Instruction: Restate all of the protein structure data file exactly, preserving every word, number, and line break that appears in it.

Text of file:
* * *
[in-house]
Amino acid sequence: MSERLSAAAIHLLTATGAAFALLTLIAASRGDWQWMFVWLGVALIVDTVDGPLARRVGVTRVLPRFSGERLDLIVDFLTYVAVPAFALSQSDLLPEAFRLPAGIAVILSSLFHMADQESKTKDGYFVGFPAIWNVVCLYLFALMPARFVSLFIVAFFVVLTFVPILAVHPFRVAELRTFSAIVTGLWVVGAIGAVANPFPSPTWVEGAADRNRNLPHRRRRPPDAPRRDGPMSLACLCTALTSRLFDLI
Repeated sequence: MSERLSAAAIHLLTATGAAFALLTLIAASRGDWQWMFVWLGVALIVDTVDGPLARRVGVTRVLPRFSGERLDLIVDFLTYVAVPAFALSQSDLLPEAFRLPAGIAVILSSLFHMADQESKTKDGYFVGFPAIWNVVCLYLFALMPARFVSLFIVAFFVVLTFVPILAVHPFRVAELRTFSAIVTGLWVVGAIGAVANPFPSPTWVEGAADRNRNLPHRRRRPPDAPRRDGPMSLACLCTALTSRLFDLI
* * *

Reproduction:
[in-house]
Amino acid sequence: MSERLSAAAIHLLTATGAAFALLTLIAASRGDWQWMFVWLGVALIVDTVDGPLARRVGVTRVLPRFSGERLDLIVDFLTYVAVPAFALSQSDLLPEAFRLPAGIAVILSSLFHMADQESKTKDGYFVGFPAIWNVVCLYLFALMPARFVSLFIVAFFVVLTFVPILAVHPFRVAELRTFSAIVTGLWVVGAIGAVANPFPSPTWVEGAADRNRNLPHRRRRPPDAPRRDGPMSLACLCTALTSRLFDLI
Repeated sequence: MSERLSAAAIHLLTATGAAFALLTLIAASRGDWQWMFVWLGVALIVDTVDGPLARRVGVTRVLPRFSGERLDLIVDFLTYVAVPAFALSQSDLLPEAFRLPAGIAVILSSLFHMADQESKTKDGYFVGFPAIWNVVCLYLFALMPARFVSLFIVAFFVVLTFVPILAVHPFRVAELRTFSAIVTGLWVVGAIGAVANPFPSPTWVEGAADRNRNLPHRRRRPPDAPRRDGPMSLACLCTALTSRLFDLI